While the Principal Investigator retains primary responsibility for financial accountability, the Principal Investigator or the Department/Unit Head can delegate an authorized representative to act on his or her behalf for departmental account/project management.  Accounts should be managed by persons trained in these responsibilities. The University Controllers Office is responsible for account management at the University level and responsible for all payments, invoices, financial reporting, etc. to the sponsoring agency.

The Principal Investigator:

  • Initiates purchases.
  • At the time expenditures are initiated, determines that expenditures are allowable, allocable, and reasonable; approves them; and provides scientific justification for the transaction, if necessary. In both budgeting and charging of expenses, the Principal Investigator adheres to Cost Accounting Standards, such as consistency in allocating costs.
  • Initiates the process of documenting cost sharing and/or matching and for ensuring that cost sharing obligations are met from allowable and verifiable sources, including those by third party collaborators, if included in approved budget.
  • Initiates requests for rebudgeting as the sponsor requires.
  • Initiates cost transfer requests. When salary transfer requests are made, ensures these are based on actual effort expended and not merely as budgeted (per OMB Circular A-21).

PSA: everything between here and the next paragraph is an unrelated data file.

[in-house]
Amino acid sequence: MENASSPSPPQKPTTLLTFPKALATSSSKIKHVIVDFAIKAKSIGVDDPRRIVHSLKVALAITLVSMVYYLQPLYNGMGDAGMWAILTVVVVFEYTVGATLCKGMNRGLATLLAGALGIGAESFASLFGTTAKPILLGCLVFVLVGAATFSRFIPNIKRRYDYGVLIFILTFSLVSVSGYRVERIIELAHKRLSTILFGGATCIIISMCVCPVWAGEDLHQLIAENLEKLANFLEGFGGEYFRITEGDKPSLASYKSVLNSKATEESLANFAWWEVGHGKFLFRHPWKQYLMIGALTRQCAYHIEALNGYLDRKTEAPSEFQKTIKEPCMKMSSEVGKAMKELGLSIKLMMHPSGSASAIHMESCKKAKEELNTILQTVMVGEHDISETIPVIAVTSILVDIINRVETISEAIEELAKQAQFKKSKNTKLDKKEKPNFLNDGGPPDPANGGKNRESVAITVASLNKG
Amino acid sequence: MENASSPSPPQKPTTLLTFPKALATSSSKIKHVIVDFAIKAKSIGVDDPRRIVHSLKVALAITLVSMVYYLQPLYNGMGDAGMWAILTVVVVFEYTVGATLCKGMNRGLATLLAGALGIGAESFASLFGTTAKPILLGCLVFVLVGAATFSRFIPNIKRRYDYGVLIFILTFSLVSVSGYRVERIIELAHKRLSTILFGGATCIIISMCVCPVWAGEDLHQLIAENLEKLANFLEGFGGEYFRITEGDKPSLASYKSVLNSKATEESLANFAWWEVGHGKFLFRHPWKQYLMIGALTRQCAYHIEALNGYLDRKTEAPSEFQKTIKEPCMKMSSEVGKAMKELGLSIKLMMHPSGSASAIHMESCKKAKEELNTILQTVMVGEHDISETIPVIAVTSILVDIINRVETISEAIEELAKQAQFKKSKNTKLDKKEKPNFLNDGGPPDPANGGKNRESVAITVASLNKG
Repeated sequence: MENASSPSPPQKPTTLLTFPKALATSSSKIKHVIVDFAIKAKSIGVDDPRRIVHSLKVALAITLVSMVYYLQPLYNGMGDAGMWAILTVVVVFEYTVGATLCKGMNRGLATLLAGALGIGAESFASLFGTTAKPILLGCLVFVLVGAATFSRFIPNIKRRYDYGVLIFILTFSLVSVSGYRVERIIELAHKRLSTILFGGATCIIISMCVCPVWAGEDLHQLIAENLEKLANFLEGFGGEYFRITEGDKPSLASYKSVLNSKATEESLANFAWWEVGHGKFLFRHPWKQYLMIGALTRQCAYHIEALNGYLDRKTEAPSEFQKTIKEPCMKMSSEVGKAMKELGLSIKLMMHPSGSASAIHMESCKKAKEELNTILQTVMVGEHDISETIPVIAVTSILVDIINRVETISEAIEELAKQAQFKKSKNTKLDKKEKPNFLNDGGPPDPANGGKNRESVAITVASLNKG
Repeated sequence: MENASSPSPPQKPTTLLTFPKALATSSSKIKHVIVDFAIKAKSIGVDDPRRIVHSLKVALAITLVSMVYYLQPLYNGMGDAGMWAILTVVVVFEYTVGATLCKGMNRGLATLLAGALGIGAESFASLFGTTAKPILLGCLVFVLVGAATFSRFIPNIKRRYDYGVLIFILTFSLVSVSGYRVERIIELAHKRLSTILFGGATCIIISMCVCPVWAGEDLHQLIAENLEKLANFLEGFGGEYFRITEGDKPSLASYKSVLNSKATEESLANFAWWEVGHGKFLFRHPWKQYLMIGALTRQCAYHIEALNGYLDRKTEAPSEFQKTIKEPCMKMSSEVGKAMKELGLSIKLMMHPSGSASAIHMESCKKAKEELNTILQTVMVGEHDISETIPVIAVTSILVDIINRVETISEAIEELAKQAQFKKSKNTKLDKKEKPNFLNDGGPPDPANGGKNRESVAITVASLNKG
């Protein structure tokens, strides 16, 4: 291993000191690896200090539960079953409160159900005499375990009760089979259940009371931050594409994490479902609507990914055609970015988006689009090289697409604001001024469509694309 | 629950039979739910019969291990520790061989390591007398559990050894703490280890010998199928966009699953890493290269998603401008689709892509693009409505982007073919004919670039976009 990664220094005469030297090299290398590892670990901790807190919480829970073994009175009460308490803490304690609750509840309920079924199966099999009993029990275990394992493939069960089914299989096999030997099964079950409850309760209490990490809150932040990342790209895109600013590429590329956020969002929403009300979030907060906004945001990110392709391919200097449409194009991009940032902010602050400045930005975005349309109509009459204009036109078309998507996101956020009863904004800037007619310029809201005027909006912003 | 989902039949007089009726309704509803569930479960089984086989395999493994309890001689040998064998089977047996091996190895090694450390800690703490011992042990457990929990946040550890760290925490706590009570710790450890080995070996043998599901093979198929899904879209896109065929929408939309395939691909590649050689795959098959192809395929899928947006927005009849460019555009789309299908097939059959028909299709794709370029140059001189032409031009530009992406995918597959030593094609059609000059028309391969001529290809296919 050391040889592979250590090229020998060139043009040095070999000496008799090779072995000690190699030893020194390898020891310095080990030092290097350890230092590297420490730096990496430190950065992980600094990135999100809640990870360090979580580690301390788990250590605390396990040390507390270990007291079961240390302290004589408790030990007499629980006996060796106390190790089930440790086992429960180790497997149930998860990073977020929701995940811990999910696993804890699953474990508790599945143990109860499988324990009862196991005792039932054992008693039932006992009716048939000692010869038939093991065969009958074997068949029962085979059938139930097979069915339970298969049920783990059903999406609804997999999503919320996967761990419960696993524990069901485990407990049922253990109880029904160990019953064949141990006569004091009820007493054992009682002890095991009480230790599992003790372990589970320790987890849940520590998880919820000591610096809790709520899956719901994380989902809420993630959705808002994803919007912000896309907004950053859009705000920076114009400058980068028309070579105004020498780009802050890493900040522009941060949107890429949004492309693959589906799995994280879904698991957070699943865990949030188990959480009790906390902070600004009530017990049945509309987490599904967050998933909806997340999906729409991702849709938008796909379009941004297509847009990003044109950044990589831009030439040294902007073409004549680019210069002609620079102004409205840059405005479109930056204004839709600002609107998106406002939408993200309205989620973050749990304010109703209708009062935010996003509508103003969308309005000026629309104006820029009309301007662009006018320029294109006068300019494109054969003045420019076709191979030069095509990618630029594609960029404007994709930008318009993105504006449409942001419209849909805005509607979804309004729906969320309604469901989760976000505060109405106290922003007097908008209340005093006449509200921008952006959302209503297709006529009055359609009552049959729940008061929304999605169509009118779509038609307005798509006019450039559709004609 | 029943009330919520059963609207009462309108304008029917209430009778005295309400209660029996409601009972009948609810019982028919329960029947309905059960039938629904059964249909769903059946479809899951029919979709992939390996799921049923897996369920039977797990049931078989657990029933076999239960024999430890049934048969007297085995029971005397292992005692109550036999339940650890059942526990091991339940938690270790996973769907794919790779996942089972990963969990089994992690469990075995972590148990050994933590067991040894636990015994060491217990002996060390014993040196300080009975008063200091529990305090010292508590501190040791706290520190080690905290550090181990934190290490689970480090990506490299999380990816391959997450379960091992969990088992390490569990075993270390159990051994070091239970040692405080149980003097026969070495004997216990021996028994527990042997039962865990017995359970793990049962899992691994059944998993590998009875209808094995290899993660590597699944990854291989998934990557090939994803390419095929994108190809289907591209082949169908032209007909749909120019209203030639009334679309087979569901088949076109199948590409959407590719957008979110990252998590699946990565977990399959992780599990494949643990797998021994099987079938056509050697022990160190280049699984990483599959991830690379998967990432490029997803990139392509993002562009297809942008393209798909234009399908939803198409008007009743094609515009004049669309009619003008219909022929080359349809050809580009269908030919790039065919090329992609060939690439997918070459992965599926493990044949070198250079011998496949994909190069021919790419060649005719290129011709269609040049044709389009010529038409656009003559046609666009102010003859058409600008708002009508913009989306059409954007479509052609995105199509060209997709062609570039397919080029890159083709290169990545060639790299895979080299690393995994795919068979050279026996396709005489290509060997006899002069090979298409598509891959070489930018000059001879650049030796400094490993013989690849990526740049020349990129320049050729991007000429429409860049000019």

• Identifies and proposes a resolution of any account deficit.
  • Reviews subrecipient invoices for appropriateness and, to monitor progress of the work, approves payment of subrecipient invoices.
  • Uses PeopleSoft for financial monitoring, identifies and resolves errors in the account in a timely manner; certifies or documents a monthly review of ledgers. If appropriate and required at budget period end, the Principal Investigator requests that remaining balances are carried forward.

Program Income

The Principal Investigator:

  • When applicable, is required to understand the definition of program income.
  • Identifies all program income and notifies the Controller’s Office when program is anticipated/received.
  • Initiates the processes and proposes the allocation of program income.
  • Monitors receipt of program income.
  • Reviews program income reported to the sponsor by the University Controller’s Office.

Effort Reporting

To ensure compliance with the effort reporting (Plan Confirmation) policy, Principal Investigators sign and certify effort for themselves and employees on the grants in accordance with the University’s Time and Effort Reporting Guidelines, designed in compliance with OMB Circular A-21.